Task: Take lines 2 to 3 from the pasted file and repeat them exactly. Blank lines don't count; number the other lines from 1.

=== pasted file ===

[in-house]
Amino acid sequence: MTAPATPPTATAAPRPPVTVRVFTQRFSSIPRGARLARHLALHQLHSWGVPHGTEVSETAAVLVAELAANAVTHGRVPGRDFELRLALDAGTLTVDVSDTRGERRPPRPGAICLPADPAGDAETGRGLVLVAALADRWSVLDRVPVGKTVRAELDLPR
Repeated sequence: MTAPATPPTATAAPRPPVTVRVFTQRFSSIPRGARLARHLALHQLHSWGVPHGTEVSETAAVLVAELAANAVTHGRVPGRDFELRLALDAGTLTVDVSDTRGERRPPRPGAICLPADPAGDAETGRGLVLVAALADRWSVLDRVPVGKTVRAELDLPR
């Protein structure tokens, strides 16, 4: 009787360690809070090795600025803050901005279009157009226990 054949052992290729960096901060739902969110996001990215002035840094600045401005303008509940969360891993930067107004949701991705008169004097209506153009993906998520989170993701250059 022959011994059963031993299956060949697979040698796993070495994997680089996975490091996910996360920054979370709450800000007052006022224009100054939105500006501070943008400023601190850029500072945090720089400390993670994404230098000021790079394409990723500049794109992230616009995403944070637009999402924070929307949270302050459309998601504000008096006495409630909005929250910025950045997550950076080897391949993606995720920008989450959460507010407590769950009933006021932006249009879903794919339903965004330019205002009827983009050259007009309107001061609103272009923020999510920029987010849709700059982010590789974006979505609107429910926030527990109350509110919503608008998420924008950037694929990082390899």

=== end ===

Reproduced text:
Amino acid sequence: MTAPATPPTATAAPRPPVTVRVFTQRFSSIPRGARLARHLALHQLHSWGVPHGTEVSETAAVLVAELAANAVTHGRVPGRDFELRLALDAGTLTVDVSDTRGERRPPRPGAICLPADPAGDAETGRGLVLVAALADRWSVLDRVPVGKTVRAELDLPR
Repeated sequence: MTAPATPPTATAAPRPPVTVRVFTQRFSSIPRGARLARHLALHQLHSWGVPHGTEVSETAAVLVAELAANAVTHGRVPGRDFELRLALDAGTLTVDVSDTRGERRPPRPGAICLPADPAGDAETGRGLVLVAALADRWSVLDRVPVGKTVRAELDLPR